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suspense till they could capitulate with him for their own escape from prison. They, therefore, gave him the simplest direction possible: “ Believe on the Lord Jesus Christ." Have faith in him; receive him, and rest upon him, and thou shalt be saved.
They gave him the highest possible encouragement to comply with their direction : “ Thou shalt be saved, and thy house." The thing offered is the very thing he is seeking. Believe, and thou shalt be saved. He might be saved, but he must believe. Belief and salvation are inseparable. He was not told, that if he would abide in faith to the end, he should be saved, for this would have left him still trembling, lest he might after all be finally lost. He was told, that real belief rendered his salvation sure. He was farther encouraged by the promise that his family should be saved with him. Not that his faith would save them; they must believe for themselves, or they could not be saved. But this promise implied that his family would obtain some special advantages in order to their salvation. The promise was a covenant that they should be saved. The covenanted mercies are indeed many to the children of pious parents; and were it not for the criminal
neglect of parents to instruct their children in the fear of God, we should soon see a brighter day dawn upon the Church and the world.
SECTION II. The convictions and feelings of the sinner immediately before believing. It is not to be supposed that the feelings and convictions of awakened sinners are the same in every case.
On the contrary, there is a great diversity. The Spirit of the Lord is not straitened. There are diversities of gifts, and diversities of operations. But as the Holy Spirit is the same in all cases, and as sin is sin, whenever and by whomsoever committed, there must be something common to all cases of genuine conviction. A general description, which is applicable to every variety of cases, may now be given. A description of the jailer's case is in point.
First. This convinced sinner is an ungodly man. It is only the ungodly that are to be saved by fleeing to and believing in Christ. “ To him that worketh not, but believeth on him that justifieth the ungodly, his faith is counted for righteousness."
None but the ungodly can have need of a Saviour; and those who do not see themselves to be such, will
never be persuaded to look to him for salvation.
Second. The convinced jailer saw himself obnoxious to the righteous judgment of God against sinners. He saw that death-the curse and penalty of the law-was justly pronounced against him. When the law proclaims, “The soul that sinneth, it shall die;" the sinner hears in that sentence his own doom, because he sees in it his own name. It is the doom of sin; and of sin he knows he is guilty. He is selfcondemned.
Third. He utters not one murmur; his mouth is stopped. He knows that the law is holy, and the commandment holy, just, and good. He knows that what things soever the law saith, it saith to them who are under the law; that every mouth may be stopped, and all the world may become guilty before God.” He has sinned, and it cannot be concealed; he is guilty, and there is no excuse. He is "shut up under sin." He is a criminal, who has such a view of his crimes, that he dares not attempt either to conceal or extenuate them; but subscribes to the truth of every thing charged upon him by the divine law and by his own conscience. He is an enemy to God, brought into such a strait that he can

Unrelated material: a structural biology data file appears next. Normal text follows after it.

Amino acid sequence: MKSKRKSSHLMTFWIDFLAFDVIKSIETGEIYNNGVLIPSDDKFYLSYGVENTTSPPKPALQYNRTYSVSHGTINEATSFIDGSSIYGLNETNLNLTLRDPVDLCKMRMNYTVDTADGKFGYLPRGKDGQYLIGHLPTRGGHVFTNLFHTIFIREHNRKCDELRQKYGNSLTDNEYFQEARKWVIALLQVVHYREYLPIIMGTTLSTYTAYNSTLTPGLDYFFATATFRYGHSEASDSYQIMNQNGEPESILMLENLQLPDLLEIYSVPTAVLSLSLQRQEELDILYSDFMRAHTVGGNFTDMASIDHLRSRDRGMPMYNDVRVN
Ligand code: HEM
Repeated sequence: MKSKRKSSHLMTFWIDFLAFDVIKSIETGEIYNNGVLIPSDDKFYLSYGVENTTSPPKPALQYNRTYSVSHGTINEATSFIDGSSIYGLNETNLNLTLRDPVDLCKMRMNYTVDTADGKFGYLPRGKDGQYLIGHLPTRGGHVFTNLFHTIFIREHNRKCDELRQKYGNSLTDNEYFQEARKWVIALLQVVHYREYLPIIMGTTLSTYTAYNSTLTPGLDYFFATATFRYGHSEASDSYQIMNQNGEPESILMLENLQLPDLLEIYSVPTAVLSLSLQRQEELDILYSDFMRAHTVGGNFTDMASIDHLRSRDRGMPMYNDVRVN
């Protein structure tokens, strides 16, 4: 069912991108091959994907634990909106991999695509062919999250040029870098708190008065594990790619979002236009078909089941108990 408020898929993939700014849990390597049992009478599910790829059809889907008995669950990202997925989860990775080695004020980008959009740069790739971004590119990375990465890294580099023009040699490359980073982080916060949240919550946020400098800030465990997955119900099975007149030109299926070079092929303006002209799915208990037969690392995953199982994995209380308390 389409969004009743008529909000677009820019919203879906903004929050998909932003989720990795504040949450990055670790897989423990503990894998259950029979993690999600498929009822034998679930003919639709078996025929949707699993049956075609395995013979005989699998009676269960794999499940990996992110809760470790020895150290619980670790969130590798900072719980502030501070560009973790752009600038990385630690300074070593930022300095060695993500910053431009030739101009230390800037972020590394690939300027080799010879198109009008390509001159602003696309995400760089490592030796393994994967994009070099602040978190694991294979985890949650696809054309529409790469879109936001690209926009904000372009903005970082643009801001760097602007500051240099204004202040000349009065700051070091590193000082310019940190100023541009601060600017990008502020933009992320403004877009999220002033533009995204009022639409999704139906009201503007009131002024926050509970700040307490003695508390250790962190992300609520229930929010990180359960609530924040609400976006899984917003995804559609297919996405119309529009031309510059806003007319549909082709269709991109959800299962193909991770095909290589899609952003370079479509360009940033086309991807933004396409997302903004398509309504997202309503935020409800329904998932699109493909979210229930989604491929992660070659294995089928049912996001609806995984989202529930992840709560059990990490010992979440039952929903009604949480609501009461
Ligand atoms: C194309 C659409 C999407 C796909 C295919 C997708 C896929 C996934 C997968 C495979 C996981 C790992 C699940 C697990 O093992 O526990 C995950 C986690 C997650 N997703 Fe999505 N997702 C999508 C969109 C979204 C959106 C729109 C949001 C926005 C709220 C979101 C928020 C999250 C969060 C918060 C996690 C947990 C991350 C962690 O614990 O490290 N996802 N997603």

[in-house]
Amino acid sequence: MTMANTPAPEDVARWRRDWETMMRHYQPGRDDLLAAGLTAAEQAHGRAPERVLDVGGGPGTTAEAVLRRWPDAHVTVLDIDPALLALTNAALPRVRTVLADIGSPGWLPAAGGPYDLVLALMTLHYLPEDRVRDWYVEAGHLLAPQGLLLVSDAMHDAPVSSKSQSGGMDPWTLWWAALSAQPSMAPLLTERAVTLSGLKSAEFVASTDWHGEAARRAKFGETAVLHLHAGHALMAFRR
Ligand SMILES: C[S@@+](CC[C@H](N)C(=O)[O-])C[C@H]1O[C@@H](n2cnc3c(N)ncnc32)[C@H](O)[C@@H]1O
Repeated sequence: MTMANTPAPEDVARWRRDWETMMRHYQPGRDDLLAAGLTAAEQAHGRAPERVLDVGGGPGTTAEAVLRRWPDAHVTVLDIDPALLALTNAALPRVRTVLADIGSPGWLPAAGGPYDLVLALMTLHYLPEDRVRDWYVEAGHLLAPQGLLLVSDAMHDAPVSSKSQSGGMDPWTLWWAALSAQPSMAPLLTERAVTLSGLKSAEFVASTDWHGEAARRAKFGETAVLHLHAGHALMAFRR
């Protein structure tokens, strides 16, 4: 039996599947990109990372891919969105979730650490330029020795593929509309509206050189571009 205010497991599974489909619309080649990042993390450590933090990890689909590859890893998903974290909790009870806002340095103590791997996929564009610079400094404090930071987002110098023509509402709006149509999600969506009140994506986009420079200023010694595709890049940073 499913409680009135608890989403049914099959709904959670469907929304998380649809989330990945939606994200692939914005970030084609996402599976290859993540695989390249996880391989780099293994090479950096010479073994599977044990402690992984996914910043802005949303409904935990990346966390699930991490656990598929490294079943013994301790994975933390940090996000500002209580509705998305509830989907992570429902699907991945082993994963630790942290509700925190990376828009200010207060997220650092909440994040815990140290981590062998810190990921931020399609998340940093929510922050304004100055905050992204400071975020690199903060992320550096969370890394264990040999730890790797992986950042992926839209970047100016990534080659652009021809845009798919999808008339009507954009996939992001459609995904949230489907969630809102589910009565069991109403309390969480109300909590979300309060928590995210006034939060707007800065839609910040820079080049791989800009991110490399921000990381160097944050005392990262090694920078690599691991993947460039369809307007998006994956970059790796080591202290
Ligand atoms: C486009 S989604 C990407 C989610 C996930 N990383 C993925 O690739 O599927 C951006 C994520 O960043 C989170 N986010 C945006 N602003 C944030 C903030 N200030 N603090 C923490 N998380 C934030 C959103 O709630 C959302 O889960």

neither fight nor flee. If he looks to himself, he sees an enemy in hopeless rebellion against heaven. If he looks to his own righteousness, it is as filthy rags. His former defences are now as a deceitful bow; and all the things upon which he once leaned are now as a broken reed. In short, in himself, he is poor, miserable, blind, helpless, and undone.
SECTION III. Character and work of Christ. A full account of the character and offices of Christ cannot here be given. It will be sufficient to glance at a few things which suit our present purpose.
I. The Lord Jesus Christ, in whom we are commanded to believe, is “Immanuel," that is, 6 God with us. “In the beginning was the Word, and the Word was with God, and the Word was God.” And in the fulness of time, this Word “was made flesh and dwelt among us ;" even among men upon earth, who “ beheld his glory, the glory as of the only-begotten of the Father, full of grace and truth." Now this discovery of Christ is extremely encouraging to a convinced sinner. It affords him no relief to tell him to believe in God; for he sees the holiness, justice, truth, and wisdom of God, all arrayed against him. Holiness
cannot countenance sin. The truth of God has become surety for the sinner's destruction ; and justice declares this reasonable. Hence the sinner's terror. He dare not flee to God. Like Adam, he would rather attempt to hide himself from the divine presence. Tell the sinner to believe in such a Being, and he would probably reply, Can I believe in him, whose attributes all conspire, and justly, too, to seal my destruction ? He has already told me what I am to expect at his hand. “ In the day that thou eatest thereof, thou shalt surely die.” “God is a consuming fire," and I am as stubble before him. On the other hand, tell such a sinner to go to a man, a mere man, for help, and he instantly feels that the help of man is vain. “ What," he would
are not all men involved in the same calamity with me? Shall I flee to a man like myself, to sustain for me the weight of deserved wrath, and to shield me from the dreadful blow of divine justice ?" It is preposterous. Thus neither God nor man alone is suited to give the desired relief to a guilty, awakened sinner. But the union of God and man in Christ Jesus our Lord is exactly suited to give the sinner the desired relief. An awakened sinner will see three things in the person of Jesus Christ.